. Last Updated: 07/27/2016

Blame for Chechnya Moscow's New Game

With the announcement that all Russian troops would be withdrawn from the breakaway republic of Chechnya, the long and bloody conflict finally came to an end. But the signs were clear that the Moscow leadership is turning its attention to assigning blame for the 21-month war, which took tens of thousands of lives, destroyed the Chechen economy and scarred a generation.

"Itogi," a weekly news program on NTV Independent Television, hit hard on the blame issue in its extensive coverage of the withdrawal order.

In his interview with Chechen Prime Minister Aslan Maskhadov, "Itogi" anchor Yevgeny Kiselyov repeatedly pressed for the names of those "who were personally and materially interested in a continuation of the Chechen war, people here in Moscow."

Maskhadov avoided the issue, citing conflicts in the "higher echelons" of Russian power.

"These problems must be resolved here, in Russia, without our participation," he said. "If the Chechen side has facts or arguments, if some decision is adopted to this effect, a mutual decision, a decision of the two sides, then, evidently, if these names are known to us, they will be named."

"Itogi" also ran clips from an earlier broadcast of an interview with Arkady Volsky, then head of the Russian delegation to the Chechen peace talks. Volsky was complaining about leaks within the Russian leadership that gave the Chechen side the advantage in the negotiations.

Chechen First Deputy Prime Minister Movladi Udugov told ORT Russian Public Television on Saturday that high-ranking Russian officials in 1995 had tried to "blackmail" the Chechen side after peace talks with Prime Minister Viktor Chernomyrdin ended.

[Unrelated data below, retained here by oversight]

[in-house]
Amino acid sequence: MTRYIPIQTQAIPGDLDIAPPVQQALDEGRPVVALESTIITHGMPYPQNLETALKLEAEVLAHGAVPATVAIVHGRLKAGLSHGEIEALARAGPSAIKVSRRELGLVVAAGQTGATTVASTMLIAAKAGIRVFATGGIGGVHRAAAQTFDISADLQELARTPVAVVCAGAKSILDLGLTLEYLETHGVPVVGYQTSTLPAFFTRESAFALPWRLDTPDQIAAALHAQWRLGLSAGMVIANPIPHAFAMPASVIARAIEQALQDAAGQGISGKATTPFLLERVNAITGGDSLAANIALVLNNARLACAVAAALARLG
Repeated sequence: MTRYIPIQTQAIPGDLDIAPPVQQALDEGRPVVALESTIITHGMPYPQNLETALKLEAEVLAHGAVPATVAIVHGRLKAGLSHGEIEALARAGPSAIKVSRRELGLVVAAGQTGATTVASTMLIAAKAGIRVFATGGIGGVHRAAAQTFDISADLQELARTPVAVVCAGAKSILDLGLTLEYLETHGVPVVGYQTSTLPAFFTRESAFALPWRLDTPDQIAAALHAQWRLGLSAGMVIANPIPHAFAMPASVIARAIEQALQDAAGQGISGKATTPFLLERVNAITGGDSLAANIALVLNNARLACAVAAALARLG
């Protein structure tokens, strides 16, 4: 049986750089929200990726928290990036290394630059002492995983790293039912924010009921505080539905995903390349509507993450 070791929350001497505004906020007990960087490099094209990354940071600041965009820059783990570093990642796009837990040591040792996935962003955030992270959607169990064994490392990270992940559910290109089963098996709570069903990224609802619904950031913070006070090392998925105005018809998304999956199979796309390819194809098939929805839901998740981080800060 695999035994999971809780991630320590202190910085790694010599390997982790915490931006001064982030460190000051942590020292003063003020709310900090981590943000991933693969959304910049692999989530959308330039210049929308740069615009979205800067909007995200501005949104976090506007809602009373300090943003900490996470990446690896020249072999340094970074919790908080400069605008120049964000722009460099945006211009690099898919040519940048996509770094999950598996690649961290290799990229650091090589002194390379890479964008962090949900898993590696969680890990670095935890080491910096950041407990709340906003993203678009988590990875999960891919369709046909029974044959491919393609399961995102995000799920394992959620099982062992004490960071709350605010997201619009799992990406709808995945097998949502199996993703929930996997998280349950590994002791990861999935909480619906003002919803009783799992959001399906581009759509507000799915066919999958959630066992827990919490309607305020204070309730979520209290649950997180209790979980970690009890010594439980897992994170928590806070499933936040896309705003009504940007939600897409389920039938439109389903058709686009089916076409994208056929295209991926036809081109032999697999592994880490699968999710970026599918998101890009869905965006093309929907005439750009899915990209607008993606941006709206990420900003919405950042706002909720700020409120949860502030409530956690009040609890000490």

Udugov said the officials had demanded money, but the Chechen side had refused to pay. He declined to specify what the blackmailers had demanded, or who they were, saying he did not want to disrupt the current peace process. He said, however, the officials were "fairly close" to President Boris Yeltsin.

Udugov also spoke of a "party of war," which had been made up of Yeltsin's close entourage. He said the group had sabotaged efforts to forge contacts between Yeltsin and ex-Chechen rebel leader Dzhokhar Dudayev.

The "party of war" has been often identified with ex-presidential security service chief Alexander Korzhakov, former federal security service director Mikhail Barsukov and ex-first deputy prime minister Oleg Soskovets. All three men were dismissed from government service in June.

Since then Korzhakov has become the center of a sleaze campaign that is threatening to engulf the highest echelons of the Russian government.

On Saturday, Moskovsky Komsomolets published additional material concerning the alleged removal of $500,000 from the Russian White House by two Yeltsin campaign workers last June.

The daily newspaper presented what it said were partial transcripts of the interrogations of Arkady Yefstafiyev and Sergei Lisovsky after their arrest June 19. During the interrogation, conducted by Valery Streletsky, a Korzhakov deputy in charge of ferreting out corruption in the government, the two gave contradictory testimony.

Yevstafiyev said he met Lisovsky by chance at the Russian White House, while Lisovsky said they went there together.

Neither explained where they got the $500,000, but Lisovsky, who organized a series of pro-Yeltsin pop concerts, said the money was "apparently" for payment to performers.

According to Moskovsky Komsomolets, Korzhakov's men also caught Boris Lavrov, a member of the Yeltsin campaign team's control-accounting group, with an additional $38,850. Lavrov, who was found in the office of Deputy Finance Minister German Kuznetsov, told his interrogators he had brought $538,850 to the White House after receiving it from the ministry's foreign credits and monetary debts department, located in a different government building.

Korzhakov was dismissed the day after the detentions. Anatoly Chubais, then head of Yeltsin's campaign and currently his chief of staff, claimed at the time that the money was planted on the two campaign workers.

The Moskovsky Komsomolets piece is just the latest in a war of mud that has continued now for over a month.